In looking over the Penguin Random House list of children’s books published in 2015, I came across some online that I’ve not encountered in real life. Here are the titles that got me most excited. I’ll be hunting these down from my local bookstore or library very soon.
This is Sadie
Sara O’Leary, illustrated by Julie Morstad
Publisher Description: Sadie is a little girl with a big imagination. She has been a girl who lived under the sea and a boy raised by wolves. She has had adventures in wonderland and visited the world of fairytales. She whispers to the dresses in her closet and talks to birds in the treetops. She has wings that take her anywhere she wants to go, but that always bring her home again. She likes to make things — boats out of boxes and castles out of cushions. But more than anything Sadie likes stories, because you can make them from nothing at all. For Sadie, the world is so full of wonderful possibilities … This is Sadie, and this is her story.
The Big Princess
Publisher Description: Once upon a time, a king and queen discover among their flowers a lovely and very tiny princess perched on a leaf. Overjoyed to have found a daughter, they fashion for her a single-feather bed and watch as she grows large enough to sleep in a ring box, a teacup, and a teddy bear’s lap. But still the princess keeps growing and growing, until her head pokes through the top of even the tallest tower. Can the king figure out how to break the spell before the enormous tower crumbles and falls? With bright, stylized artwork and a vertical foldout befitting a very big princess, this whimsical follow-up to The Tiny King is sure to be a big hit.
Publisher Description: This is a story about a boy whose head is full of wonder.
Throughout the morning, his daydreams transform the world around him. Unfortunately, lots of other people—the bus driver, the crossing guard, and his teachers—all tell him to get his head out of the clouds. It is only in art class that he realizes he can bring the wonder out of his head for the whole world to enjoy.
A Tower of Giraffes: Animals in Groups
Publisher Description: A drove of pigs, a romp of otters, an ostentation of peacocks, and a tower of giraffes. . . . This clever book introduces young readers to some of the words we use to refer to animals in a group. The ink, watercolor, and fabric collage art is brightly colored and uniquely sets this fun book apart from the crowd. Each page presents information about an animal and its group behavior, such as how geese fly in a V-shape and honk to encourage the leaders, and that sometimes tens of thousand of flamingos meet up in one location.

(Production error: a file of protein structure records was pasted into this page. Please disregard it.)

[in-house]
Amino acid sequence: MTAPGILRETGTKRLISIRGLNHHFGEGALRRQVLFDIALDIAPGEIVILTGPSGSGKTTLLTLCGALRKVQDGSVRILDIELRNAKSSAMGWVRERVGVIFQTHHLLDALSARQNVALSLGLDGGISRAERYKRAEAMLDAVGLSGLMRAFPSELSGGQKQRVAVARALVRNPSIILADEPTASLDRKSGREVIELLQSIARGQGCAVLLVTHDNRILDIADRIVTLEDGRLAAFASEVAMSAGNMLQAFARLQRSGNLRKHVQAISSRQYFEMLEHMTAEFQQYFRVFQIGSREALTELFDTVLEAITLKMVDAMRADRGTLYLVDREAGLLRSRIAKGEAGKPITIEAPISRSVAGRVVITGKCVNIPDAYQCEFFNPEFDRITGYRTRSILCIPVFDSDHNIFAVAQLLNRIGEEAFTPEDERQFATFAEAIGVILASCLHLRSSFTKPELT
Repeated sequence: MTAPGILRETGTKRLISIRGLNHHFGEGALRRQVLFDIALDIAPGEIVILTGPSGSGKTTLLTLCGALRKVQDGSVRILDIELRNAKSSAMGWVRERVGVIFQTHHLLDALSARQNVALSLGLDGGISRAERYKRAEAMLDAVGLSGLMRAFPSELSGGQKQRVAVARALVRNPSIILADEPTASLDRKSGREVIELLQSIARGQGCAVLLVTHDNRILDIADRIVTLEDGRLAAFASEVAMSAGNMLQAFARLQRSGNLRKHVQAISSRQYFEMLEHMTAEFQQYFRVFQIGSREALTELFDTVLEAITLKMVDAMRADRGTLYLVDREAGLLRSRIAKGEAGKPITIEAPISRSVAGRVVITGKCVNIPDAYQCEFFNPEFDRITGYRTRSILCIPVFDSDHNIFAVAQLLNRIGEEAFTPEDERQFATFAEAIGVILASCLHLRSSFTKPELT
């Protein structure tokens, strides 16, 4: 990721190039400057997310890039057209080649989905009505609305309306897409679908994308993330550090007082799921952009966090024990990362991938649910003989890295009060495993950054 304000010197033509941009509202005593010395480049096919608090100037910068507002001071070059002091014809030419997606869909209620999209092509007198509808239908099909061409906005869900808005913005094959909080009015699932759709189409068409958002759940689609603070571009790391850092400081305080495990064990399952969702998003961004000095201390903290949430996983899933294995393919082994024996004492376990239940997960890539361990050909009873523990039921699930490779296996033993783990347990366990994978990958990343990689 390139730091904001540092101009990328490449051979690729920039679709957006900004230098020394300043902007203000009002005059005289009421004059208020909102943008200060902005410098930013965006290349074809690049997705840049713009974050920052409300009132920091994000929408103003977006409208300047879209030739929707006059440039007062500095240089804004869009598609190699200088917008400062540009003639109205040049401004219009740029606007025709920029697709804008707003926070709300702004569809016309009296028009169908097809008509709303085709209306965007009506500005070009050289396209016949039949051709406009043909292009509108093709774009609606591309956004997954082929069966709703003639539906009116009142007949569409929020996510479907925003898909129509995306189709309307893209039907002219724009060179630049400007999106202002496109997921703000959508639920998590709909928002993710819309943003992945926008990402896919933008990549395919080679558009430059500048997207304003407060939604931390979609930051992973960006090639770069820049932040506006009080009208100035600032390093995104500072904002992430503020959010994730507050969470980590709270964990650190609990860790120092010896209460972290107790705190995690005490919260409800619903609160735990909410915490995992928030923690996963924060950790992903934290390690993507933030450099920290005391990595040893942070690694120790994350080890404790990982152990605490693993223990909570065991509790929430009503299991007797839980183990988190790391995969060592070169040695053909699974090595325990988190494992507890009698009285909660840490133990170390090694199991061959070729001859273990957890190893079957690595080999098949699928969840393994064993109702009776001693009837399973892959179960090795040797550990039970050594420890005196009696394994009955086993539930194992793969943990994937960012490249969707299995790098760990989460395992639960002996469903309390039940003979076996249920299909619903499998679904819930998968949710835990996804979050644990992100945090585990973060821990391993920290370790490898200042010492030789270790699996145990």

Young readers will have a great time and create a wellspring of new vocabulary words.
John Agard, illustrated by Neil Packer
Middle Grade novel
Publisher Description: Books contain countless tales—but what if Book told its own story? From clay tablets to e-readers, here is a quirky, kid-friendly look at the book.
Books are one of humankind’s greatest forms of expression, and now Book, in a witty, idiosyncratic voice, tells us the inside story. A wonderfully eccentric character with strong opinions and a poetic turn of phrase, Book tells of a journey from papyrus scrolls to medieval manuscripts to printed paper and beyond—pondering, along the way, many bookish things, including the evolution of the alphabet, the library (known to Egyptians as “the healing place of the soul”), and even book burning. With bold, black-and-white illustrations by Neil Packer, Book is a captivating work of nonfiction by one of England’s leading poets.
The Whale That Fell in Love with a Submarine
Akiyuki Nosaka, translated by Ginny Tapley Takemori
Middle Grade novel
Publisher Description: A whale falls in love with a military submarine, and dies courting her; a mother caught in a fire following a bombing gives all her body’s water to save her son, and her desiccated form turns into a kite; a wolf rescues a sick child abandoned by her parents, only to die himself at the hand of men. However, bunkers can also become real homes, a small Japanese girl and an American POW briefly understand each other and a miraculous tree feeds starving children…
This is war, no doubt, but told by someone who understands how children truly experience war and its aftermath – the bombings and parents’ deaths, the life of orphans who roam the streets, the starvation and blind violence in a society beyond destruction.
Akiyuki Nosaka remembers what it was like to be a child caught in war-torn Japan in 1945, and he retells his experiences in this collection of powerful and beautifully expressive stories for children.